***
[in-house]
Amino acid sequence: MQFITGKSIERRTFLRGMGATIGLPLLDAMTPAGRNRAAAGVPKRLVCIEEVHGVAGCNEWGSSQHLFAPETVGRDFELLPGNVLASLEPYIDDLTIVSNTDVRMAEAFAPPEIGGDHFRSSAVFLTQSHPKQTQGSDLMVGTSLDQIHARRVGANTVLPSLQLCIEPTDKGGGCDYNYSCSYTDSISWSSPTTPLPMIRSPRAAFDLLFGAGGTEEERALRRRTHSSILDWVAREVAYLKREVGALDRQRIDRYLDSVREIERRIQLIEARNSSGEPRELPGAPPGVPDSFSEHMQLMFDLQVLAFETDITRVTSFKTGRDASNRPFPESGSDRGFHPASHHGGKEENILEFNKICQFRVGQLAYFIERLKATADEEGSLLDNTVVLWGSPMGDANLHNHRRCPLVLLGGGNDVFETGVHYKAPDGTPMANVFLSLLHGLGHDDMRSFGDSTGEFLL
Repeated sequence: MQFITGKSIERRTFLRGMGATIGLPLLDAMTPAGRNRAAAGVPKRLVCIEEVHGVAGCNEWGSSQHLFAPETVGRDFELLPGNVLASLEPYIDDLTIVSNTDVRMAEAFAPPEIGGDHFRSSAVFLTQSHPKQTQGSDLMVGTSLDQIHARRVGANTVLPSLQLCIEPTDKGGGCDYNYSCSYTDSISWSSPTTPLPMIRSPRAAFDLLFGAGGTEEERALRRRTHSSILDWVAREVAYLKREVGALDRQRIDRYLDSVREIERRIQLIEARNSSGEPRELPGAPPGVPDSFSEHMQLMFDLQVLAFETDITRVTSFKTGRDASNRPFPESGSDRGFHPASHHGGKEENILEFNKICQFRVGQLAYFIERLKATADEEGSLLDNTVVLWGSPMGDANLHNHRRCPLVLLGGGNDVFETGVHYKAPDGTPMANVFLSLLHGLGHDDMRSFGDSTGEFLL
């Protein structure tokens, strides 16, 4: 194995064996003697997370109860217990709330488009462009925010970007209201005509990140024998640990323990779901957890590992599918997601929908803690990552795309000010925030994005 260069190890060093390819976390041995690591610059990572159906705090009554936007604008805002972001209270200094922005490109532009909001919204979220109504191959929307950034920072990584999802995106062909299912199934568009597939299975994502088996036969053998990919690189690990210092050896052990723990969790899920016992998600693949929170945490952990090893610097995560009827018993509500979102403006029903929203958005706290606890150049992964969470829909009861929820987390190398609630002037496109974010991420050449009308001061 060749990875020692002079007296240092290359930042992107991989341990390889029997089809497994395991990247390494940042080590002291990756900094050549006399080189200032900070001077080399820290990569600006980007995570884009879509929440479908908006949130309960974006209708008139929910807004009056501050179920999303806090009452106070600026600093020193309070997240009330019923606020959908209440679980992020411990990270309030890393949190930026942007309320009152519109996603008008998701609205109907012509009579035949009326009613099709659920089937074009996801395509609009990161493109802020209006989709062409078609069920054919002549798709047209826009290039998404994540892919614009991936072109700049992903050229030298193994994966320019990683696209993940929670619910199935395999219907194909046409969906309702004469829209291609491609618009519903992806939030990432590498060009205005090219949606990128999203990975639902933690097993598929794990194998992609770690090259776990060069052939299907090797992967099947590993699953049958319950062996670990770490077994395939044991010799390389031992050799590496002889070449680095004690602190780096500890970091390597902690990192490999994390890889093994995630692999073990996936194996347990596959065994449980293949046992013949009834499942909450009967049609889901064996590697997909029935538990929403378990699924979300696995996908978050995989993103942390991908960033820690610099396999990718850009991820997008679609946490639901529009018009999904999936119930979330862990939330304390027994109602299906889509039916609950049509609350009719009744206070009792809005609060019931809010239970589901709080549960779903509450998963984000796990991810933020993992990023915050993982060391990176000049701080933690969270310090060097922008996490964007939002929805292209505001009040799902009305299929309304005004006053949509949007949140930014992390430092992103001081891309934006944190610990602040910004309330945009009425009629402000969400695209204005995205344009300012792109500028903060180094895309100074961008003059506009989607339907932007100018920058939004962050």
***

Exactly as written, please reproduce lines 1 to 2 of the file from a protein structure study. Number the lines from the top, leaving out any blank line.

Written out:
[in-house]
Amino acid sequence: MQFITGKSIERRTFLRGMGATIGLPLLDAMTPAGRNRAAAGVPKRLVCIEEVHGVAGCNEWGSSQHLFAPETVGRDFELLPGNVLASLEPYIDDLTIVSNTDVRMAEAFAPPEIGGDHFRSSAVFLTQSHPKQTQGSDLMVGTSLDQIHARRVGANTVLPSLQLCIEPTDKGGGCDYNYSCSYTDSISWSSPTTPLPMIRSPRAAFDLLFGAGGTEEERALRRRTHSSILDWVAREVAYLKREVGALDRQRIDRYLDSVREIERRIQLIEARNSSGEPRELPGAPPGVPDSFSEHMQLMFDLQVLAFETDITRVTSFKTGRDASNRPFPESGSDRGFHPASHHGGKEENILEFNKICQFRVGQLAYFIERLKATADEEGSLLDNTVVLWGSPMGDANLHNHRRCPLVLLGGGNDVFETGVHYKAPDGTPMANVFLSLLHGLGHDDMRSFGDSTGEFLL